During the latter part of 1873, Pierre-Auguste Renoir, Camille Pissarro, Alfred Sisley organized the Société anonyme des
Jean-Baptiste-Camille Corot was a French landscape and portrait painter as well as a printmaker in etching. He is a pivotal figure in landscape painting and his vast output references the Neo-Classical tradition and anticipates the plein-air innovations of Impressionism. Jean-Baptiste-Camille Corot was born in Paris on July 16, 1796, in a house at 125 Rue du Bac, now demolished, his family were bourgeois people—his father was a wigmaker and his mother a milliner—and unlike the experience of some of his artistic colleagues, throughout his life he never felt the want of money, as his parents made good investments and ran their businesses well. After his parents married, they bought the millinery shop where his mother had worked and his father gave up his career as a wigmaker to run the business side of the shop; the store was a famous destination for fashionable Parisians and earned the family an excellent income. Corot was the second of three children born to the family, who lived above their shop during those years.
Corot received a scholarship to study at the Lycée Pierre-Corneille in Rouen, but left after having scholastic difficulties and entered a boarding school. He "was not a brilliant student, throughout his entire school career he did not get a single nomination for a prize, not for the drawing classes." Unlike many masters who demonstrated early talent and inclinations toward art, before 1815 Corot showed no such interest. During those years he lived with the Sennegon family, whose patriarch was a friend of Corot's father and who spent much time with young Corot on nature walks, it was in this region. At nineteen, Corot was a "big child and awkward, he blushed. Before the beautiful ladies who frequented his mother's salon, he was embarrassed and fled like a wild thing... He was an affectionate and well-behaved son, who adored his mother and trembled when his father spoke." When Corot's parents moved into a new residence in 1817, the 21-year-old Corot moved into the dormer-windowed room on the third floor, which became his first studio as well.
With his father's help Corot apprenticed to a draper, but he hated commercial life and despised what he called "business tricks", yet he faithfully remained in the trade until he was 26, when his father consented to his adopting the profession of art. Corot stated, "I told my father that business and I were incompatible, that I was getting a divorce." The business experience proved beneficial, however, by helping him develop an aesthetic sense through his exposure to the colors and textures of the fabrics. Out of boredom, he turned to oil painting around 1821 and began with landscapes. Starting in 1822 after the death of his sister, Corot began receiving a yearly allowance of 1500 francs which adequately financed his new career, studio and travel for the rest of his life, he rented a studio on quai Voltaire. During the period when Corot acquired the means to devote himself to art, landscape painting was on the upswing and divided into two camps: one―historical landscape by Neoclassicists in Southern Europe representing idealized views of real and fancied sites peopled with ancient and biblical figures.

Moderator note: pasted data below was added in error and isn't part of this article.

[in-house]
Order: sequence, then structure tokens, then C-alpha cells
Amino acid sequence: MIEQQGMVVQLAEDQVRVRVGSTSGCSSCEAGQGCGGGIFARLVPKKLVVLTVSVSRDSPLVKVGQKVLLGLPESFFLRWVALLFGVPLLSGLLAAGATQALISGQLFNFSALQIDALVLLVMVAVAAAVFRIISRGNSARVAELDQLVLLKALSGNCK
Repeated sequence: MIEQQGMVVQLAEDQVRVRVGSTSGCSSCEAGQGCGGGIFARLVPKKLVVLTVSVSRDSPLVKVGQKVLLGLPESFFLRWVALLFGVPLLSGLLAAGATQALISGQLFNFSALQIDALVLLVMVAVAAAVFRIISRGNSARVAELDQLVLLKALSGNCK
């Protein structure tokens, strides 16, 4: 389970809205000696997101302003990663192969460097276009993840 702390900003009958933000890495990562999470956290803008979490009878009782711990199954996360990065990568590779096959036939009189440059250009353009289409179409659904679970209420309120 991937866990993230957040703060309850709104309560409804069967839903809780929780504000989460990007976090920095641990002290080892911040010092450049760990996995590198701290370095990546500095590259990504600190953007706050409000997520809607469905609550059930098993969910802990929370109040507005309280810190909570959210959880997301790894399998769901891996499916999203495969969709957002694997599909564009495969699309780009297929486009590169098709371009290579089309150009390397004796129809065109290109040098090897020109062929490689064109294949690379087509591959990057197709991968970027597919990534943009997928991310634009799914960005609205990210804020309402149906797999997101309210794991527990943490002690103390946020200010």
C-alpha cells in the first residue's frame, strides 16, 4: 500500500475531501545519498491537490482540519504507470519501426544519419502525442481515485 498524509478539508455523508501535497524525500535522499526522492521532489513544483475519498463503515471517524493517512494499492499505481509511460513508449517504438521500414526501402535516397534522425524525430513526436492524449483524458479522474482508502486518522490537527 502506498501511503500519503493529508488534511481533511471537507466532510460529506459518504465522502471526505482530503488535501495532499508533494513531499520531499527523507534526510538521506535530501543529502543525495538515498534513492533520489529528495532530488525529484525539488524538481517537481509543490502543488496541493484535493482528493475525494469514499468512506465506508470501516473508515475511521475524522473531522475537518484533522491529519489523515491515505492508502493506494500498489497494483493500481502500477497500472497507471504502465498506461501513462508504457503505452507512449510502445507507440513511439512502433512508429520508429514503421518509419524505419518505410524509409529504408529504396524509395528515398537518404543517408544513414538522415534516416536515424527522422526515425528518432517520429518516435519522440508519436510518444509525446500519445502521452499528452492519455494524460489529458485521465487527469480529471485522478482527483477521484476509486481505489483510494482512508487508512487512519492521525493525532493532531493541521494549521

In both approaches, landscape artists would begin with outdoor sketching and preliminary painting, with finishing work done indoors. Influential upon French landscape artists in the early 19th century was the work of Englishmen John Constable and J. M. W. Turner, who reinforced the trend in favor of Realism and away from Neoclassicism. For a short period between 1821 and 1822, Corot studied with Achille Etna Michallon, a landscape painter of Corot's age, a protégé of the painter Jacques-Louis David and, a well-respected teacher. Michallon had a great influence on Corot's career. Corot's drawing lessons included tracing lithographs, copying three-dimensional forms, making landscape sketches and paintings outdoors in the forests of Fontainebleau, the seaports along Normandy, the villages west of Paris such as Ville-d'Avray. Michallon exposed him to the principles of the French Neoclassic tradition, as espoused in the famous treatise of theorist Pierre-Henri de Valenciennes, exemplified in the works of French Neoclassicists Claude Lorrain and Nicolas Poussin, whose major aim was the representation of ideal Beauty in nature, linked with events in ancient times.
Though this school was on the decline, it still held sway in the Salon, the foremost art exhibition in France attended by thousands at each event. Corot stated, "I made my first landscape from nature...under the eye of this painter, whose only advice was to render with the greatest scrupulousness everything I saw before me. The lesson worked. After Michallon's early death in 1822, Corot studied with Michallon's teacher, Jean-Victor Bertin, among the best known Neoclassic landscape painters in France, who had Corot draw copies of lithographs of botanical subjects to learn precise organic forms. Though holding Neoclassicists in the highest regard, Corot did not limit his training to their tradition of allegory set in imagined nature, his notebooks reveal precise renderings of tree trunks and plants which show the influence of Northern realism. Throughout his career, Corot demonstrated an inclination to apply both traditions in his work, sometimes combining the